indicating that for both the sampled cognition and the Creativity Machine, there exists a trade-off between the time scale required for a set number of distinct transitions and the inherent clustering of events within the resulting transition sequence.
In the case of human speech, this result is intuitively familiar: a speaker who is familiar with his or her presentation material tends to speak in a relatively linear fashion. In contrast, with more ad lib delivery the speaker's articulated words tend to be more clustered. In this sense, the relationship embodied in Equation 5 is a quantitative expression of this all too familiar phenomenon of hesitancy. In the plot for the cognitive study, some of the specific tasks were overlaid to display their relative positions along this curve. Within this plot at low fractal dimension (to the left) we find the fairly demanding cognitive tasks of inventing nonsense words beginning with the letter "r" or ways of entering a house. At high fractal dimension (to the right) we find the more rote tasks such as naming 20 numbers or recalling various foods. Similarly, within the temporal characterization of the Creativity Machine output we find a similar dichotomy between data points falling on the rightmost and leftmost extremes of the plot, where ns/N was maintained constant and equal to 0.06. Leftmost points occurring at a low fractal dimension represent extremes in either s or n (i.e., n = 2 and s = 9 or n = 9 and s = 2). Alternately, the rightmost points on the plot at the high fractal dimension correspond to intermediate values of both s and n (i.e., n = 4 and s = 4.5). To illustrate this relationship
between fractal dimension of the network's output stream and its internal
perturbations, I have trained a small feedthrough net on the results of 100
computer experiments to map both n and s
to the resulting fractal dimension, D Therefore, literally equating the two processes of human cognition and cavitation within the Creativity Machine paradigm, simple tasks such as counting and rote memory recall seem to involve the distribution of many intermediate strength perturbations among many different connection weights of the system. By contrast, more inventive cognitive forays appear to involve the spontaneous appearance of large perturbations localized to just a few connection weights. Admittedly, it will be harder for the cortical or synthetic network to perform internal vector completion on a large, local spike in connection weight perturbation than on smaller distributed disturbances. For a dramatic internal perturbation, the network cannot easily fall into an attractor basin representing a known training exemplar (i.e., a memory). Such a large perturbation can only disrupt and transform the local attractor basin structure to create new and unique attractors. It is these newly formed attractor basins derived from the established memories that now constitute corrupted memories that may or may not be of utilitarian value to connected associative networks.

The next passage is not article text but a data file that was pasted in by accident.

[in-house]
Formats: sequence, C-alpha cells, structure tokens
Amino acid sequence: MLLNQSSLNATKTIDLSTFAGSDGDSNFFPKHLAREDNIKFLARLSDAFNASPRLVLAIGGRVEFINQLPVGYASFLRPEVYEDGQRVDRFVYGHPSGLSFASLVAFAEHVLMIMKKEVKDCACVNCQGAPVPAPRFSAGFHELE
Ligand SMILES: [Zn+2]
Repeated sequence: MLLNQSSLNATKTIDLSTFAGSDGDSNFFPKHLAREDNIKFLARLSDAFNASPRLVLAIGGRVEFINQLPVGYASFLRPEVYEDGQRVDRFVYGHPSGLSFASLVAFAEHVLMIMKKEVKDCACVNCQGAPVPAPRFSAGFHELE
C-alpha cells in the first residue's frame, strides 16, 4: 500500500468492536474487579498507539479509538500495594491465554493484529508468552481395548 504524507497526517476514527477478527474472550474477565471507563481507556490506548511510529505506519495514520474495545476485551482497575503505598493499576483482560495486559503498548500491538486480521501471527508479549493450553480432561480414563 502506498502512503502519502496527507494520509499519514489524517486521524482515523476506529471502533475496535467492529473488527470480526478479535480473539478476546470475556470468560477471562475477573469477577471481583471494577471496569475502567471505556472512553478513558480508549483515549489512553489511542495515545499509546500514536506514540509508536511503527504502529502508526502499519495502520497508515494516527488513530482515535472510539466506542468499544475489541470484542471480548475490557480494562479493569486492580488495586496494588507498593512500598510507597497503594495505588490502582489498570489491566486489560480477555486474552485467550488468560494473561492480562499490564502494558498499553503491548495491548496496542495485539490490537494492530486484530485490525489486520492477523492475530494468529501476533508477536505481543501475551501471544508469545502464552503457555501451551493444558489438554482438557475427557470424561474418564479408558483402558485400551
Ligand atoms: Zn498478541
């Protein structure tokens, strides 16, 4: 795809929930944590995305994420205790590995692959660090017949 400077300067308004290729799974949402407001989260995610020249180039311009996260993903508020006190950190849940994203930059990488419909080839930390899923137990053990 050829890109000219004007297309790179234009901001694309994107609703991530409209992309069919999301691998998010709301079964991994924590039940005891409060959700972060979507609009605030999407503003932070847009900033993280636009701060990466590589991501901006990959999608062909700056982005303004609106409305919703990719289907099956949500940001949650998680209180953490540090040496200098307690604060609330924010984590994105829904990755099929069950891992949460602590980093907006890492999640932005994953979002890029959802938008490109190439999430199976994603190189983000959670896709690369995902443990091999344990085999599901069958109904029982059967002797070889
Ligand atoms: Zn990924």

We are accordingly drawn to the conclusion that what the common parlance calls memories and ideas are derivatives of one another that fall at opposite extremes of network perturbations. In short, inventive thought may be no more than internally generated confabulations nucleated upon large synaptic noise spikes, and deemed valuable or interesting by the surrounding cortical networks.
In view of the striking result that both cognitive and Creativity Machine conceptual streams obey the same empirically determined law, it may be worthwhile to develop an ab initio theory, at least for the computational model, to account for the simple, yet all-encompassing relationship contained in Equation 5. Viewed from the perspective of an average neuron embedded within the cavitating IE, the mean activation is essentially performing a random walk, occasionally and sporadically passing through the "all or nothing" activation threshold that toggles the computational neuron into its on or off state. This random walk may be imagined to take place in a series of infinitesimally small steps, each of which is independent of the previous one, thus qualifying the system for analysis via the theory of fBm (Voss, 1988). A general result from the theory of
fractal Brownian motion states that if some time-dependent function F
where H is in the range 0<H<1
and k is a unitary dimensional constant. The fractal dimension, D, of the
resulting functional trace, F
Furthermore, the intersection of
this fractal curve with the time axis generates a set of points, known as the
"zeroset," with a fractal dimension D
where the unitary constant k has the
dimensions of sec Similarly, if the chaotic net input to the representative mean neuron also performs a random walk, in a series of small independent steps, then the RMS variation in that net input, Dnet, varies as
where
Dt is the observation time and D
Assuming that the average activation for all computational neurons is effectively 1/2 (i.e., the computational neurons may only activate within the range from 0 to 1), and noting that over any half cycle portrayed in Figure 2, the average change in net input is ns/N within a time frame dt/2, the average net input transition rate for a mean neuron is given by 1/2*2ns/Ndt = ns/Ndt. Substituting this value for Dnet/Dt in Equation 10, we obtain the empirically obtained functional form of Equation 4.
Hence for a fixed level of internal
network perturbation (ns/Ndt
= constant) the product of the mean neuron's output zeroset dimension and the
logarithm of the observation time should likewise be constant. We note that the
right side of Equation 11 is related to the logarithm of the total number of